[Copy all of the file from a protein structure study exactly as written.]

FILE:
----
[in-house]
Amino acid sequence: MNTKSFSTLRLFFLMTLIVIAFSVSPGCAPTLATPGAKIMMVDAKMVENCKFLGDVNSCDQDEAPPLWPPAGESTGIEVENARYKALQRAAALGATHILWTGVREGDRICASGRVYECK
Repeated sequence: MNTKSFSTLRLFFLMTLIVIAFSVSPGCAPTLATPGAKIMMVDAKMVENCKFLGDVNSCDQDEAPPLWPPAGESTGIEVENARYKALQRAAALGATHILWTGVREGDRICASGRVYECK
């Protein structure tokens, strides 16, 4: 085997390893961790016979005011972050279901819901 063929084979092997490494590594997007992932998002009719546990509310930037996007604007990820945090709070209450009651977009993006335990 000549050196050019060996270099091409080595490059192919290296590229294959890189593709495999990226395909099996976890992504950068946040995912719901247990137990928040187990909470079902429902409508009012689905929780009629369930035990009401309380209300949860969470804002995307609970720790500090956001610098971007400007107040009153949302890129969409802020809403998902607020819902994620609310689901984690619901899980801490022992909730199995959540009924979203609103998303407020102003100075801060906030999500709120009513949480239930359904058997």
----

[in-house]
Amino acid sequence: MNTKSFSTLRLFFLMTLIVIAFSVSPGCAPTLATPGAKIMMVDAKMVENCKFLGDVNSCDQDEAPPLWPPAGESTGIEVENARYKALQRAAALGATHILWTGVREGDRICASGRVYECK
Repeated sequence: MNTKSFSTLRLFFLMTLIVIAFSVSPGCAPTLATPGAKIMMVDAKMVENCKFLGDVNSCDQDEAPPLWPPAGESTGIEVENARYKALQRAAALGATHILWTGVREGDRICASGRVYECK
């Protein structure tokens, strides 16, 4: 085997390893961790016979005011972050279901819901 063929084979092997490494590594997007992932998002009719546990509310930037996007604007990820945090709070209450009651977009993006335990 000549050196050019060996270099091409080595490059192919290296590229294959890189593709495999990226395909099996976890992504950068946040995912719901247990137990928040187990909470079902429902409508009012689905929780009629369930035990009401309380209300949860969470804002995307609970720790500090956001610098971007400007107040009153949302890129969409802020809403998902607020819902994620609310689901984690619901899980801490022992909730199995959540009924979203609103998303407020102003100075801060906030999500709120009513949480239930359904058997």